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Wednesday, November 23, 2016

Thanksgivings

My ancestors began to arrive in the American colonies in 1630 and participated in the celebrations of harvests and of special days of thanksgiving from time to time through the years. George Washington proclaimed a thanksgiving day in 1777. The new nation celebrated thanksgiving days now and then through the years until the Civil War, and then President Abraham Lincoln set aside the last Thursday in every November as a perpetual holiday.

I’ve got plenty to be thankful for. In the spirit of the holiday, I’m looking back at the last eleven Thanksgiving days and remembering specific things among the myriad heaps of things I could name that I am grateful for.

Eleven years ago my brother Dan was still alive and joined us for the holiday at my sister’s house. My! The boys were young then!

Look carefully and you can see the glowing eyes of my dog in the kitchen. Just beside his leg you can see more glowing eyes—the cat Daisy, who was crouching under the open dishwasher door where the dog couldn’t reach her without getting his nose scratched. He got his nose badly scratched. The dogs who belonged to the household no doubt warned my dog, but my dog was not one to take advice from anybody when it came to investigating cats and chasing them if possible. He had to learn the hard way that Daisy was In Charge of that household. Daisy is still alive, but my dog has been gone now for three years. How I miss him!

How I miss my brother Dan! He passed away just last January, and we never had another Thanksgiving together after this one this year pictured here. My family didn’t get together very often, and this had been the first time since another brother, Larry, passed away in 1998. We had gotten together that April to celebrate our parents’ golden wedding anniversary at my house. I am so glad that we did that. We couldn’t have known that that fall would see Larry suddenly leave us, and then my sister’s youngest child a month later.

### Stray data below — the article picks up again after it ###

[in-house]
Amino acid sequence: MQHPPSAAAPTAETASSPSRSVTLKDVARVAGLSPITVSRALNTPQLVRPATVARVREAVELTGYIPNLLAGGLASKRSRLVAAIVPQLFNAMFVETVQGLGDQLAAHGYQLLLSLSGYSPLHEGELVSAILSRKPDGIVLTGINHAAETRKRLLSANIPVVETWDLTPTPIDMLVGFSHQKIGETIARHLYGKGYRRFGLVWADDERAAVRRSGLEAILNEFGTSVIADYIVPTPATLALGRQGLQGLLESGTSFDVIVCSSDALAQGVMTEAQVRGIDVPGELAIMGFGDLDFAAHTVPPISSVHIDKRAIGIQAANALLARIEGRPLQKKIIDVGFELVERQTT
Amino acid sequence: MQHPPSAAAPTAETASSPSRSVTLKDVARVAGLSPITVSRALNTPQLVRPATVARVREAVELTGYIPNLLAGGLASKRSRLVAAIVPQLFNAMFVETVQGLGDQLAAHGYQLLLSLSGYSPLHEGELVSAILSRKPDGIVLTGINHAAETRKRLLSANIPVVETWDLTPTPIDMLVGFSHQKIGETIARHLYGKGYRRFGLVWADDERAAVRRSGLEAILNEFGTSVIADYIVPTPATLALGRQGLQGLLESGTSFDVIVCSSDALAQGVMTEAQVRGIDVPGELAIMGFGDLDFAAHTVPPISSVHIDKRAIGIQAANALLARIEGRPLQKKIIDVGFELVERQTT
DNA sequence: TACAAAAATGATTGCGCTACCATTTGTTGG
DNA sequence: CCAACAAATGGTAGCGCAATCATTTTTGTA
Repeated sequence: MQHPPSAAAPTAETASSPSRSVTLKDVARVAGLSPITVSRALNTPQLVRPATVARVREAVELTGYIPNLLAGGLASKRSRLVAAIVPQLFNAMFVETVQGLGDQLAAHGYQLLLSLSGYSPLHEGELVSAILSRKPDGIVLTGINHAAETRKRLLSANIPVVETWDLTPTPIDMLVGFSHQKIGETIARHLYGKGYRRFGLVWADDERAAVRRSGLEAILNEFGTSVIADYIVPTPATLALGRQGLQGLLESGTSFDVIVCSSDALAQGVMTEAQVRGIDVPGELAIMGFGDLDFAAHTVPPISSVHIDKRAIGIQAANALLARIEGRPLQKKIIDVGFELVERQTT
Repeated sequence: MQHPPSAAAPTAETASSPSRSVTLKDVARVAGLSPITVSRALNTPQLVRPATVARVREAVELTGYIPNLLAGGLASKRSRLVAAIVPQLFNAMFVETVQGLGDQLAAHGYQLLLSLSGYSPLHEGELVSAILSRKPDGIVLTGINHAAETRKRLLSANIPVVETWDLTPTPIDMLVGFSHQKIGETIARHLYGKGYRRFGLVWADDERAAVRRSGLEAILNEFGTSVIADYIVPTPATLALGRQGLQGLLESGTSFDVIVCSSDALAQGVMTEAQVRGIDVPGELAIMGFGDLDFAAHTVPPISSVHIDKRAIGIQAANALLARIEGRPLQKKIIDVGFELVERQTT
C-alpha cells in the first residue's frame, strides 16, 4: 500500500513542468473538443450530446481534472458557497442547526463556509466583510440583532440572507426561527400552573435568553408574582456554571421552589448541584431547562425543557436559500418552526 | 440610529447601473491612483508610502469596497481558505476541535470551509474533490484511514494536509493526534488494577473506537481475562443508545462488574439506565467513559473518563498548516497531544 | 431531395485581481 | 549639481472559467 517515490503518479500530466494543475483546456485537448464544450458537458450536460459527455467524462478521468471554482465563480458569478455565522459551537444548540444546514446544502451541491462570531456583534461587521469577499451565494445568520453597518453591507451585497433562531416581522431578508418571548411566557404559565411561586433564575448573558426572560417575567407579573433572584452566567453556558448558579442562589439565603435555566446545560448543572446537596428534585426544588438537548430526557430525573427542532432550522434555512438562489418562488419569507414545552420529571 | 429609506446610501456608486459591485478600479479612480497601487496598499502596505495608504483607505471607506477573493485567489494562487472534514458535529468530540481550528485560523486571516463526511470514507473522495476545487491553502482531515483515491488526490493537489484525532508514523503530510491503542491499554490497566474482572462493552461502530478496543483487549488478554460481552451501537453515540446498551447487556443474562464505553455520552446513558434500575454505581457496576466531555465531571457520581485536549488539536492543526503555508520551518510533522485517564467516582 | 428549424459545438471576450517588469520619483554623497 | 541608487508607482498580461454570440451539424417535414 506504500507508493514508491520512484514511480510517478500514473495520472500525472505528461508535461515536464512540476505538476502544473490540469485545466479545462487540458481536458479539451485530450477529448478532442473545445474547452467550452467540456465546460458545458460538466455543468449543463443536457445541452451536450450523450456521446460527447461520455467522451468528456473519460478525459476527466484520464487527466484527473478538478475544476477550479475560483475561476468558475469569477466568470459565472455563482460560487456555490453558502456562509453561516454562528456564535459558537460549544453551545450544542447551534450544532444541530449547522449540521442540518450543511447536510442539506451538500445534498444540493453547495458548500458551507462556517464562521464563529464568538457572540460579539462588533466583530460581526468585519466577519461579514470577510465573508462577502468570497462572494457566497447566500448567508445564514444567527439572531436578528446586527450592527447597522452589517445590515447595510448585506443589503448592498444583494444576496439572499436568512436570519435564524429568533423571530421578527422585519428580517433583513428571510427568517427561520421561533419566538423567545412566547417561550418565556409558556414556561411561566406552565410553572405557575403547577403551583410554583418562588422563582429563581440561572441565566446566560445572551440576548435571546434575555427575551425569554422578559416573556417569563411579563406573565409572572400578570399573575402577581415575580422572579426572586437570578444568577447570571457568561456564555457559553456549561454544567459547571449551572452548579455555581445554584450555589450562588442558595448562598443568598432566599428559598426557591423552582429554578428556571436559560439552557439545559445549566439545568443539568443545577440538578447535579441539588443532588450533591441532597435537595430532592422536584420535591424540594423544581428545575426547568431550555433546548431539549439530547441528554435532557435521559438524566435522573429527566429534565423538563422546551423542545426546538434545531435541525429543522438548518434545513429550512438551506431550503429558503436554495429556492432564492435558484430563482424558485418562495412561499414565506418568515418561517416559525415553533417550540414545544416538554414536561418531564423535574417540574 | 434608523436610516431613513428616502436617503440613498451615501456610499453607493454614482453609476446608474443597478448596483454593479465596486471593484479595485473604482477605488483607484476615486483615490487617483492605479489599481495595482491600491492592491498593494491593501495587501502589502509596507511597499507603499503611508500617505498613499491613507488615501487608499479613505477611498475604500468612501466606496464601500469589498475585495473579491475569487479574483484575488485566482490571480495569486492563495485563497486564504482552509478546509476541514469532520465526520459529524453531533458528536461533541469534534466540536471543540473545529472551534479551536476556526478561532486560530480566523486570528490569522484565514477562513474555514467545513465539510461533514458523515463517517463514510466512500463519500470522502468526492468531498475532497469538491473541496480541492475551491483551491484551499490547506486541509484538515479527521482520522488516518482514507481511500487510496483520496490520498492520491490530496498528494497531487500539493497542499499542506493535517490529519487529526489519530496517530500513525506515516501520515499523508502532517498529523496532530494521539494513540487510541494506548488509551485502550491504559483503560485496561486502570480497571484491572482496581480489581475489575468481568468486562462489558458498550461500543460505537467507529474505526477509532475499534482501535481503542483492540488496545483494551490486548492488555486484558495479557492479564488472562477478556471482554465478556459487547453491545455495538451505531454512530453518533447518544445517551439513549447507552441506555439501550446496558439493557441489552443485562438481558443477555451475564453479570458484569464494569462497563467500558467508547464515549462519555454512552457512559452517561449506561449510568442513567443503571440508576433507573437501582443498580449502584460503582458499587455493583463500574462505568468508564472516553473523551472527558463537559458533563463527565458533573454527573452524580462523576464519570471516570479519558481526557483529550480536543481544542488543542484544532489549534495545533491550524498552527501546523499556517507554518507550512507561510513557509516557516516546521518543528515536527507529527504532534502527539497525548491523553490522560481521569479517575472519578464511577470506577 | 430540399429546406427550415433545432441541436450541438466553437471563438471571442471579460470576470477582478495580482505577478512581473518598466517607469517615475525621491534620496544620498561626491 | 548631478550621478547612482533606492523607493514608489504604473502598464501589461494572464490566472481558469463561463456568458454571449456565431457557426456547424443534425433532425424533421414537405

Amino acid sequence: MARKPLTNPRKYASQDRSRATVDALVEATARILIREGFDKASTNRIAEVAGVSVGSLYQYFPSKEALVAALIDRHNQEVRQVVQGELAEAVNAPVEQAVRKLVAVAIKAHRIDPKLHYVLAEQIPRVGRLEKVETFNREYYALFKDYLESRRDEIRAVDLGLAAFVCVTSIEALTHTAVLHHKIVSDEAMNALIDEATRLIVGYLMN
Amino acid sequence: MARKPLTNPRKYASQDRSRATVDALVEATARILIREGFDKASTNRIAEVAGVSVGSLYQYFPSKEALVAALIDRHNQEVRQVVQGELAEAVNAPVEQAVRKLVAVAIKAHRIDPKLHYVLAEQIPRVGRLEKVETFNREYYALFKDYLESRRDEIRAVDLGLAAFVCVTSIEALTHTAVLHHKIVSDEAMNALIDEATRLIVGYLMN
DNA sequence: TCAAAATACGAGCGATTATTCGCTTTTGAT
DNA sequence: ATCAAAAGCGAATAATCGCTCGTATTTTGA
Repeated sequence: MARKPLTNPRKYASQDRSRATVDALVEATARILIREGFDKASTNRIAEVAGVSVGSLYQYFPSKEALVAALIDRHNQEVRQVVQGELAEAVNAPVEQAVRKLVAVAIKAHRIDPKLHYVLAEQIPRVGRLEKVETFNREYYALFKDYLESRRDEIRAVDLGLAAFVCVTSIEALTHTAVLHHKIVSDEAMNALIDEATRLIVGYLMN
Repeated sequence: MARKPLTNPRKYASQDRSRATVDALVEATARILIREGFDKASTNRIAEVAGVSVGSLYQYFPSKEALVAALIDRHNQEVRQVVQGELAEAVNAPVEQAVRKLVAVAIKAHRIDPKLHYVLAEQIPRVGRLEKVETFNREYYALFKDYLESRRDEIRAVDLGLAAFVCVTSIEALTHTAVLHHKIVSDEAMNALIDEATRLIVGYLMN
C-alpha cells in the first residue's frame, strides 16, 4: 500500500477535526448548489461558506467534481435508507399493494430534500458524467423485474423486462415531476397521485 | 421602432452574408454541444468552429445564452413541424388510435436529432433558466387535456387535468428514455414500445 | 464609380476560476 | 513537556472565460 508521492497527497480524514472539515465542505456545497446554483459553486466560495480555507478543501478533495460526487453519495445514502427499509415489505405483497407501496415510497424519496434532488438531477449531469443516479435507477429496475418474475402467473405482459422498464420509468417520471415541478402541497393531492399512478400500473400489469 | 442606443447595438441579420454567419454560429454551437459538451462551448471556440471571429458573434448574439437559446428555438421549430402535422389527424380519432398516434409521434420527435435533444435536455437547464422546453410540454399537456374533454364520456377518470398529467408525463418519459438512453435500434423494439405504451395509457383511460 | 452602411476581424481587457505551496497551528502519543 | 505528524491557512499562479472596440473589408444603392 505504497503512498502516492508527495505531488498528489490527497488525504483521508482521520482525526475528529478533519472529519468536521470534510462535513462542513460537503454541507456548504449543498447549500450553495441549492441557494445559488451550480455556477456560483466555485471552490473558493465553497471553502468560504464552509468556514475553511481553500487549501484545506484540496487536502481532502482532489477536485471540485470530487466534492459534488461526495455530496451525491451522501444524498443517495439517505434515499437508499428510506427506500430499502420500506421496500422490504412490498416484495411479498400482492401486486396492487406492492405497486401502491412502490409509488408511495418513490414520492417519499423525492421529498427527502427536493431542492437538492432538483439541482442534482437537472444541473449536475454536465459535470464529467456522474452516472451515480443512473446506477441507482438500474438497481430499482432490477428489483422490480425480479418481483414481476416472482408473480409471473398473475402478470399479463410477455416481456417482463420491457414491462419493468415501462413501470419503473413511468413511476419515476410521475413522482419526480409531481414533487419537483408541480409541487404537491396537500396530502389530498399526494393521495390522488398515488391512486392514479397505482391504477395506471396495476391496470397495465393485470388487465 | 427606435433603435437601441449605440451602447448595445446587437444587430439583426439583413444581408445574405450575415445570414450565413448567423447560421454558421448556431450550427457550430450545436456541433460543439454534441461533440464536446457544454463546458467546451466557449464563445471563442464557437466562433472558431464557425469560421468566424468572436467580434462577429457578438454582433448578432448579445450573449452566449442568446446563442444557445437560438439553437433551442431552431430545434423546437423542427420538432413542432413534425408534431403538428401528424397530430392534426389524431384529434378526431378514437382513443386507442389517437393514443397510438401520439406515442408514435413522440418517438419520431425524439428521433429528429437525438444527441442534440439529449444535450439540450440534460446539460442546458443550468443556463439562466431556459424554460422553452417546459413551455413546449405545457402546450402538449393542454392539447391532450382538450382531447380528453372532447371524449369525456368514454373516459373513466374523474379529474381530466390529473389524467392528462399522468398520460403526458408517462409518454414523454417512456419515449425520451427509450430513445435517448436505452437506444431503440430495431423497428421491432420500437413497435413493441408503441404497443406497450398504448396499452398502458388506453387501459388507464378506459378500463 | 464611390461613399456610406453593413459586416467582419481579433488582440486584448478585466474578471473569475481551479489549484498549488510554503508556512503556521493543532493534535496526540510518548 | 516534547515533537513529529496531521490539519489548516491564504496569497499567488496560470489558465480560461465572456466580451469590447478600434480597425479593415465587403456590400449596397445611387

Thanksgiving 1998 was so very hard. Larry’s funeral was the day before. I flew home Thanksgiving morning, grieving terribly, and my daughter picked me up at the airport, crying because one of my husband’s relatives became angry at her having gone and found her birth family. The entire family that was gathered at my sister-in-law’s house was so tense over the situation that nobody paid one iota of attention to me, nobody spoke one word of sympathy or acknowledgement that I had just lost my brother, the one who was dearest to me of all, the one who had spoiled me from the time I was little and who had made himself one of my best friends. I simply stood in the place of a buffer to my daughter, ensuring that nobody spoke one more word to her that wasn’t polite. I just wanted to get out of there. That year I was thankful at least that I had had a brother who was such a good friend to me.

My siblings and parents, as I said, rarely got together after that terrible year. But eleven years ago we were all together at my sister’s house and there was no drama, there were no hard feelings, no arguments or anything but a lot of laughter and a lot of fun.

The next year we went to Denver to visit our daughter and granddaughter. How thankful I am for these two! They have brought such happiness and fun into my life that I can’t even tell you how wonderful it is to have this daughter, this granddaughter (and my son, looking on), in my life.

The next year we were back at my sister-in-law’s house. Here is one of my grand-nephews, the one who is now working on becoming a television star. He is looking at the television and hoping dinner won’t be too long delayed. Can’t you just see the star quality he exudes?  He’s probably also thinking how he is going to be on that screen some day. I love my sister-in-law, the one who hosts Thanksgiving most years for us. She is one of the most generous people I’ve ever known. She hosts everybody who comes through her town. Her door is always open and there’s always a bed for any relative who needs one. She comes to our house every week and is indispensable to our family. I can never thank her enough for all that she does for us.